I think there are certainly two benefits, if not many others, that can be derived that are very important for the citizen and equally as important, not only for the police officer who has the allegation rendered against him or her but also for all of the other officers in the force. I think that is very important.
I wanted to make it very clear with respect to some of the comments that have been attributed to me in the press as well on this particular bill and my comments with respect to it, and I will be very candid about this, there has been an element of racism in some of the complaints that have been brought to me. I am quoted in the paper as saying that the vast majority -- indeed, I am quoted as saying 15 of the 17 complaints -- were from people of black or East Indian origin. That indeed is the case, but I also want to stress and make it very clear that those happen to be of those 17 complaints and that may not represent the total scope of complaints that were brought in our jurisdiction.
But it is because of that type of image that is created, the seeds of the idea of an existing problem that may not in fact exist being sown in articles that are printed or stories that are told, that I think the process of giving a complete public airing in those situations where the citizen remains unsatisfied is very important.
I want to make a couple of brief comments about the scope and timing of the implementation of Bill 4 in other parts of the province.
My friend the member for Oshawa (Mr. Breaugh) made some comments yesterday that I think were very thoughtful and had great merit and consideration. I was pleased that the Solicitor General was here to respond to his comments and invite his input as we look, as a government, to dealing with the new Police Act.
I suppose that if I were to have my preference, I would like to see in this particular piece of legislation more direction with respect to the implementation of a citizens' complaints process in other jurisdictions across the province, rather than making it an opt-in option.
Having said that, I also believe that the opt-in option has some positive aspects to it. I think there are some forces that will look very closely at the opportunity that is afforded them under the terms of this bill. I think it may also provide a tremendous opportunity for transition as we move towards the writing of a new piece of legislation, the new Police Act, and will provide those police forces that see it as appropriate an opportunity to look at ways they may implement a civilian complaints process in their community.
Although I would have a preference that it have more direction and more clout, if you will, in terms of bringing a process on stream with more definition and more explicitly, I also think there is a benefit that it can be brought on in a co-operative and a thoughtful manner by police forces that will take leadership in this area. As police forces look closely at their work in the community, they will examine the merits of this, and I am convinced that in many cases they will see the merit of establishing a citizens' complaint process and implementing it in their community.
I look forward to that happening and I trust that police forces across this province will do that and I look forward to the possibility that the same type of process may be in place for Ontario Provincial Police officers, particularly, for the reasons I have mentioned before.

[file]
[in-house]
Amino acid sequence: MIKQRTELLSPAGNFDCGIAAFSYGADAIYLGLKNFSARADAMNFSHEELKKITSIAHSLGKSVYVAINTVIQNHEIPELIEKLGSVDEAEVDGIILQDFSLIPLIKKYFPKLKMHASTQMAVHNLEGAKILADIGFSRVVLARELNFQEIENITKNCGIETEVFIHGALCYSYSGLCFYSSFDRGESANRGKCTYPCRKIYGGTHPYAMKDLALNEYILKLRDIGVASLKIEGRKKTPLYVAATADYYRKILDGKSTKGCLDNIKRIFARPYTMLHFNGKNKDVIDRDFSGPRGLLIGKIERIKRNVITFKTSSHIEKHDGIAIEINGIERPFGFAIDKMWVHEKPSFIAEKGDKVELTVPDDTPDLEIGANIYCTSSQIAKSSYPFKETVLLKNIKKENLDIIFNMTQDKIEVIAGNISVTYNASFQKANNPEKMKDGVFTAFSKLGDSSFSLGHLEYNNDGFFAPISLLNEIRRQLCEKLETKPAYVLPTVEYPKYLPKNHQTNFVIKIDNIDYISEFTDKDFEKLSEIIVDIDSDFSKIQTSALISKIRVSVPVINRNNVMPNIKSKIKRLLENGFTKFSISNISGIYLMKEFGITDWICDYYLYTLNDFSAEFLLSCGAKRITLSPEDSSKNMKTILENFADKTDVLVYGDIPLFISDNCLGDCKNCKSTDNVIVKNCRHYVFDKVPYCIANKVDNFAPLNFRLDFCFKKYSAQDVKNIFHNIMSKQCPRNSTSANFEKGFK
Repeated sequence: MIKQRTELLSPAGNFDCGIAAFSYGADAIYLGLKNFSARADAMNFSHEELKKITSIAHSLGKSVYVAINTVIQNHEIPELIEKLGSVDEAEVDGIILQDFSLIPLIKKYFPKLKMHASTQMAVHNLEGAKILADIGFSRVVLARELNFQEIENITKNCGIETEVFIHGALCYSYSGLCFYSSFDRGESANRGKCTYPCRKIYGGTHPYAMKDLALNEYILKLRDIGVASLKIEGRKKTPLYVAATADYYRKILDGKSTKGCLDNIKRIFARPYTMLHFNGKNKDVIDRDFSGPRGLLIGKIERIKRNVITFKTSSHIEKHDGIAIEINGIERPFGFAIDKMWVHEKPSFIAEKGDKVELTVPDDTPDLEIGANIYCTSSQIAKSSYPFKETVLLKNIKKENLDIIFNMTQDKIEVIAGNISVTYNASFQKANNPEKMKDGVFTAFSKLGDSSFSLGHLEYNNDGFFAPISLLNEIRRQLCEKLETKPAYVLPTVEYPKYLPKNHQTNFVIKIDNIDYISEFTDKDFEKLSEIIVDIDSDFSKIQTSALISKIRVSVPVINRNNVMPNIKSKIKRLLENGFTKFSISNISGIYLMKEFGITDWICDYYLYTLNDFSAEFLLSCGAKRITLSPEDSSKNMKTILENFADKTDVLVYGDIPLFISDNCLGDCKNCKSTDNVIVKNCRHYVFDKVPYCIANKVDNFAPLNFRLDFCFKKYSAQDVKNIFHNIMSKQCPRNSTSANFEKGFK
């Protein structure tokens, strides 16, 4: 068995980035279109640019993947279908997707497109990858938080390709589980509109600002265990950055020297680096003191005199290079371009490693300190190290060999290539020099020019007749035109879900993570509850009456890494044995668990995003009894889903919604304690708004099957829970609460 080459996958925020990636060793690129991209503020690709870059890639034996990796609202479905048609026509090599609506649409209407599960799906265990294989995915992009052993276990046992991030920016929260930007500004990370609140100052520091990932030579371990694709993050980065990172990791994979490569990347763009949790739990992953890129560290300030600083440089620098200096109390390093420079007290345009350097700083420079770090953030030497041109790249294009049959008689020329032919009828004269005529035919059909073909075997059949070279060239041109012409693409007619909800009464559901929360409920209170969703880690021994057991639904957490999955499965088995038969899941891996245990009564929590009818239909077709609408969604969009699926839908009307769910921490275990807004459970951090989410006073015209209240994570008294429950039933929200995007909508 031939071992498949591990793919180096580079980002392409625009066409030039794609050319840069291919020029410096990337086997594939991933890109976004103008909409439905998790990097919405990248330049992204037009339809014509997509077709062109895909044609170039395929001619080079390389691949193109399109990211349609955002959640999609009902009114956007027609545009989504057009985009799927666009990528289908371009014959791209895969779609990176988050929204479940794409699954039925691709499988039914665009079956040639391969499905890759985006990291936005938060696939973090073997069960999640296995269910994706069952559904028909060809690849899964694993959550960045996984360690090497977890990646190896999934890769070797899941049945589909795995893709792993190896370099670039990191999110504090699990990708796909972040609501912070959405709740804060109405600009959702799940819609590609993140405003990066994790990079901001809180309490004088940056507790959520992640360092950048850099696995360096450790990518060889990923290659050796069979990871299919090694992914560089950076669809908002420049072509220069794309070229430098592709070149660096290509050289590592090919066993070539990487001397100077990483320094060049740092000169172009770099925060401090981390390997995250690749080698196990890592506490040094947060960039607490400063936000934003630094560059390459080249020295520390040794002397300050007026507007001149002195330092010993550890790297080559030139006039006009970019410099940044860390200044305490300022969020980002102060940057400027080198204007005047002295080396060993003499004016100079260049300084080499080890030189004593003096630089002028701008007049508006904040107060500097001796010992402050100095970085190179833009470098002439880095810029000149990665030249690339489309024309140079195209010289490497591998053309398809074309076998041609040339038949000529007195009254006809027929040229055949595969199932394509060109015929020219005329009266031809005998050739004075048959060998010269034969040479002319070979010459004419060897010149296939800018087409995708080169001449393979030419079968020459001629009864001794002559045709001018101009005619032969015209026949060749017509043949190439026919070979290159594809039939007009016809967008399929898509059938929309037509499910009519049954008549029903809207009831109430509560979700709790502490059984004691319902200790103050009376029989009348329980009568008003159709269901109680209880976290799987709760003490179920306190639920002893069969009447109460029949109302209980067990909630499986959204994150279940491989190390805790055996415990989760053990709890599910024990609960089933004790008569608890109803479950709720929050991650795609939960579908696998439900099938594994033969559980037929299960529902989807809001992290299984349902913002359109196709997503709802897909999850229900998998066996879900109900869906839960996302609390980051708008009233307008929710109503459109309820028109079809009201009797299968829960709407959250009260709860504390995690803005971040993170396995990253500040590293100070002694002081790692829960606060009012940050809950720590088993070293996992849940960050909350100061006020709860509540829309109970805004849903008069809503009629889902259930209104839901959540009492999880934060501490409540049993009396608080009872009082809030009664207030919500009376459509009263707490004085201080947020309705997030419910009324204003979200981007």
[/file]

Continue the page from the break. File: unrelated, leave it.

I am pleased to add my support personally, as the member for Brampton North and someone who resides in the region of Peel, having said that I believe the police in Peel are among the finest in this country. I think my friends would forgive me again for that parochial statement. I notice my friend the member for Riverdale (Mr. Reville) nodding his approval. I really do believe that, in all sincerity.
Having spent four months working with the police force in this province, I understand that sense of the adrenalin pumping as I was sworn in to accept my responsibilities working with the police force, the sense of apprehension as I went on my first patrol, experiencing the literally moment-by-moment uncertainties of police officers on the job and the tremendous tensions that they operate under and the tremendous responsibility they take for the benefit of all of us in this fine province. Because of that, I think we have to give them every opportunity to do their job as best they can.
I firmly believe that the implementation of this bill will provide them with an opportunity to do their job even better than they are doing it currently, and I am delighted to speak in support of it.
That is an opportunity I believe is both overdue and significant as well as important. I regret, as do the member for Rainy River (Mr. Hampton) and the rest of my caucus, that all municipalities are not required to have a police complaints procedure. The optional nature of this legislation is my chief concern about it and my chief regret in respect of the legislation.
The other regret is that the Ontario Provincial Police will not be subject to a police complaints procedure of this nature. We have to wait until the Solicitor General introduces the much-promised new Police Act before we will know just what kind of complaints procedure will be available to those who have concerns about the conduct of the provincial police.